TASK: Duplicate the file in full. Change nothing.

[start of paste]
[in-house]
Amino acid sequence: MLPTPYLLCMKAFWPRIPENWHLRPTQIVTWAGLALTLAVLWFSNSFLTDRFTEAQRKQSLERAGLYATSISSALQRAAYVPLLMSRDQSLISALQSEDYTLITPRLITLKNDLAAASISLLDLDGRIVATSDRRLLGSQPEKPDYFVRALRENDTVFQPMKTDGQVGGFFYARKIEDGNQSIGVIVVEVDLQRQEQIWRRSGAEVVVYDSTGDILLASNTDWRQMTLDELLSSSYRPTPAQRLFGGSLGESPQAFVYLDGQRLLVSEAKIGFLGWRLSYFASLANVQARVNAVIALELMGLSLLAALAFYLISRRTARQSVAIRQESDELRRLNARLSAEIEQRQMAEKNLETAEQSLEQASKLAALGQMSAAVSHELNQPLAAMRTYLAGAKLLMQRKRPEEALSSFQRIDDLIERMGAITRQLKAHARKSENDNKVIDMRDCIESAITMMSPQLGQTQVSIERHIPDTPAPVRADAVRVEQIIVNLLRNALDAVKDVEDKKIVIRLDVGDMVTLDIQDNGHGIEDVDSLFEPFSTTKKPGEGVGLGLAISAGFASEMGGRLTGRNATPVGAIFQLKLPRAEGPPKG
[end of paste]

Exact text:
[in-house]
Amino acid sequence: MLPTPYLLCMKAFWPRIPENWHLRPTQIVTWAGLALTLAVLWFSNSFLTDRFTEAQRKQSLERAGLYATSISSALQRAAYVPLLMSRDQSLISALQSEDYTLITPRLITLKNDLAAASISLLDLDGRIVATSDRRLLGSQPEKPDYFVRALRENDTVFQPMKTDGQVGGFFYARKIEDGNQSIGVIVVEVDLQRQEQIWRRSGAEVVVYDSTGDILLASNTDWRQMTLDELLSSSYRPTPAQRLFGGSLGESPQAFVYLDGQRLLVSEAKIGFLGWRLSYFASLANVQARVNAVIALELMGLSLLAALAFYLISRRTARQSVAIRQESDELRRLNARLSAEIEQRQMAEKNLETAEQSLEQASKLAALGQMSAAVSHELNQPLAAMRTYLAGAKLLMQRKRPEEALSSFQRIDDLIERMGAITRQLKAHARKSENDNKVIDMRDCIESAITMMSPQLGQTQVSIERHIPDTPAPVRADAVRVEQIIVNLLRNALDAVKDVEDKKIVIRLDVGDMVTLDIQDNGHGIEDVDSLFEPFSTTKKPGEGVGLGLAISAGFASEMGGRLTGRNATPVGAIFQLKLPRAEGPPKG